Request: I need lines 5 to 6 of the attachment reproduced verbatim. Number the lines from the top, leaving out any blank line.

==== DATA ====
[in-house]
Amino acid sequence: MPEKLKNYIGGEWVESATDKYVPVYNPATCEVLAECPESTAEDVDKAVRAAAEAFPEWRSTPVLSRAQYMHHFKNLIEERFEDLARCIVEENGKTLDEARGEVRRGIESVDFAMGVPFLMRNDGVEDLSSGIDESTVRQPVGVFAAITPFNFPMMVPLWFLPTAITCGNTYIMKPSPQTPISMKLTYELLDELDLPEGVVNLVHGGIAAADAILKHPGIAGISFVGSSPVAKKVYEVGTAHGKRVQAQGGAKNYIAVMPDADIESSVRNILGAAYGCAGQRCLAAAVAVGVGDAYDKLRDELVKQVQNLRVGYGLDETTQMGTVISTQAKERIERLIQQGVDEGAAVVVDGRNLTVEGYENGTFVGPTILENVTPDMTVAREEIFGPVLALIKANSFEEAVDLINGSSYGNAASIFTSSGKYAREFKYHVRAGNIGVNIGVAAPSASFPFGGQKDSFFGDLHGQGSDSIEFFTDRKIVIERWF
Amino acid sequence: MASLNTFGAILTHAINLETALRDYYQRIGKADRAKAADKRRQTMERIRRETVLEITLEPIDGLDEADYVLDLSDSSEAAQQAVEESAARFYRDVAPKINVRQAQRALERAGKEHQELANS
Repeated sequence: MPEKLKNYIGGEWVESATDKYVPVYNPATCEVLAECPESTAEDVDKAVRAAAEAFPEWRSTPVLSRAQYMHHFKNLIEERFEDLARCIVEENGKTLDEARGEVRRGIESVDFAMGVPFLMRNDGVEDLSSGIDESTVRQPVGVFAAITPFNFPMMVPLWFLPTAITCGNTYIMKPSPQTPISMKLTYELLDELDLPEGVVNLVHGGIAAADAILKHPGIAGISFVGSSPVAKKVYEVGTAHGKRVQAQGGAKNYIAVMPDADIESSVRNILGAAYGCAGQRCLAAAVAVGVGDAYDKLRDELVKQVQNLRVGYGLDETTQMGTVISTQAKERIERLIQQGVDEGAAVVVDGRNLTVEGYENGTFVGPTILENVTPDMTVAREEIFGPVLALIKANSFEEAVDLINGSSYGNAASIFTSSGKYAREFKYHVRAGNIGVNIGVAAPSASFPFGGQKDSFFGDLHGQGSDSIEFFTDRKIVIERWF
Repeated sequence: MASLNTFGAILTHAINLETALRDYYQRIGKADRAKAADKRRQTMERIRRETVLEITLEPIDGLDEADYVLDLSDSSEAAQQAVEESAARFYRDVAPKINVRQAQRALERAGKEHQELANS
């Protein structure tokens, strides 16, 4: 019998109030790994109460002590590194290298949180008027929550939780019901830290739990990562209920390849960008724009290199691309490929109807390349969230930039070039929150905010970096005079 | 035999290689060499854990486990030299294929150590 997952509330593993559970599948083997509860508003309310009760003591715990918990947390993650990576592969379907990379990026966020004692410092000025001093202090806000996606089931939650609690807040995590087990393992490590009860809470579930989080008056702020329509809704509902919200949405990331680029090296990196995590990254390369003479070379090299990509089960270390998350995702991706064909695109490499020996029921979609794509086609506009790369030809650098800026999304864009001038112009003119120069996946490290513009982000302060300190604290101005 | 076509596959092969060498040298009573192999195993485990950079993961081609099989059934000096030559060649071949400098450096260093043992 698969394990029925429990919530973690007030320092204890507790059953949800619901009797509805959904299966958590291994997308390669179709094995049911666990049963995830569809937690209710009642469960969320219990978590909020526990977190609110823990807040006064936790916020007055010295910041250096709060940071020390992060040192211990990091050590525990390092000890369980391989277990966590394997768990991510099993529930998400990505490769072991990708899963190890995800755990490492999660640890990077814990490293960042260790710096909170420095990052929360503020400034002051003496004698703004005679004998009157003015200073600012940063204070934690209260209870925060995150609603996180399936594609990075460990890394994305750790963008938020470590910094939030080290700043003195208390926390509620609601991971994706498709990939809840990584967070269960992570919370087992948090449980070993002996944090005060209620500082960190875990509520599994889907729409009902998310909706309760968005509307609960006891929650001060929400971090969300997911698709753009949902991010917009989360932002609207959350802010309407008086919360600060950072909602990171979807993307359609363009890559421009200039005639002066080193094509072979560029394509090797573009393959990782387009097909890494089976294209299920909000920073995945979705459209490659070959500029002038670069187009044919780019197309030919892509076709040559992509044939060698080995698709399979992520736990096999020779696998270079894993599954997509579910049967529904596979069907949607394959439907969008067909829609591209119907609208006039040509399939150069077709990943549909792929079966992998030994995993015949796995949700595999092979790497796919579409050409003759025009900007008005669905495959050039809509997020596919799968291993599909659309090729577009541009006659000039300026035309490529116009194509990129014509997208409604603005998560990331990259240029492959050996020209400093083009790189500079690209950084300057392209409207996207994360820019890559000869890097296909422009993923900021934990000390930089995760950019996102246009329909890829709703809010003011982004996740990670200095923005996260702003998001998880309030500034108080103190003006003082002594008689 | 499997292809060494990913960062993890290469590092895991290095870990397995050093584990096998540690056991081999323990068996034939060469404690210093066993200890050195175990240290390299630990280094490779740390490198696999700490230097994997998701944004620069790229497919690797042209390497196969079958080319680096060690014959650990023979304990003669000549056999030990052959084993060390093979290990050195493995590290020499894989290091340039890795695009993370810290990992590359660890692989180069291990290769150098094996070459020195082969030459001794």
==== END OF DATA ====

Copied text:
Repeated sequence: MASLNTFGAILTHAINLETALRDYYQRIGKADRAKAADKRRQTMERIRRETVLEITLEPIDGLDEADYVLDLSDSSEAAQQAVEESAARFYRDVAPKINVRQAQRALERAGKEHQELANS
């Protein structure tokens, strides 16, 4: 019998109030790994109460002590590194290298949180008027929550939780019901830290739990990562209920390849960008724009290199691309490929109807390349969230930039070039929150905010970096005079 | 035999290689060499854990486990030299294929150590 997952509330593993559970599948083997509860508003309310009760003591715990918990947390993650990576592969379907990379990026966020004692410092000025001093202090806000996606089931939650609690807040995590087990393992490590009860809470579930989080008056702020329509809704509902919200949405990331680029090296990196995590990254390369003479070379090299990509089960270390998350995702991706064909695109490499020996029921979609794509086609506009790369030809650098800026999304864009001038112009003119120069996946490290513009982000302060300190604290101005 | 076509596959092969060498040298009573192999195993485990950079993961081609099989059934000096030559060649071949400098450096260093043992 698969394990029925429990919530973690007030320092204890507790059953949800619901009797509805959904299966958590291994997308390669179709094995049911666990049963995830569809937690209710009642469960969320219990978590909020526990977190609110823990807040006064936790916020007055010295910041250096709060940071020390992060040192211990990091050590525990390092000890369980391989277990966590394997768990991510099993529930998400990505490769072991990708899963190890995800755990490492999660640890990077814990490293960042260790710096909170420095990052929360503020400034002051003496004698703004005679004998009157003015200073600012940063204070934690209260209870925060995150609603996180399936594609990075460990890394994305750790963008938020470590910094939030080290700043003195208390926390509620609601991971994706498709990939809840990584967070269960992570919370087992948090449980070993002996944090005060209620500082960190875990509520599994889907729409009902998310909706309760968005509307609960006891929650001060929400971090969300997911698709753009949902991010917009989360932002609207959350802010309407008086919360600060950072909602990171979807993307359609363009890559421009200039005639002066080193094509072979560029394509090797573009393959990782387009097909890494089976294209299920909000920073995945979705459209490659070959500029002038670069187009044919780019197309030919892509076709040559992509044939060698080995698709399979992520736990096999020779696998270079894993599954997509579910049967529904596979069907949607394959439907969008067909829609591209119907609208006039040509399939150069077709990943549909792929079966992998030994995993015949796995949700595999092979790497796919579409050409003759025009900007008005669905495959050039809509997020596919799968291993599909659309090729577009541009006659000039300026035309490529116009194509990129014509997208409604603005998560990331990259240029492959050996020209400093083009790189500079690209950084300057392209409207996207994360820019890559000869890097296909422009993923900021934990000390930089995760950019996102246009329909890829709703809010003011982004996740990670200095923005996260702003998001998880309030500034108080103190003006003082002594008689 | 499997292809060494990913960062993890290469590092895991290095870990397995050093584990096998540690056991081999323990068996034939060469404690210093066993200890050195175990240290390299630990280094490779740390490198696999700490230097994997998701944004620069790229497919690797042209390497196969079958080319680096060690014959650990023979304990003669000549056999030990052959084993060390093979290990050195493995590290020499894989290091340039890795695009993370810290990992590359660890692989180069291990290769150098094996070459020195082969030459001794």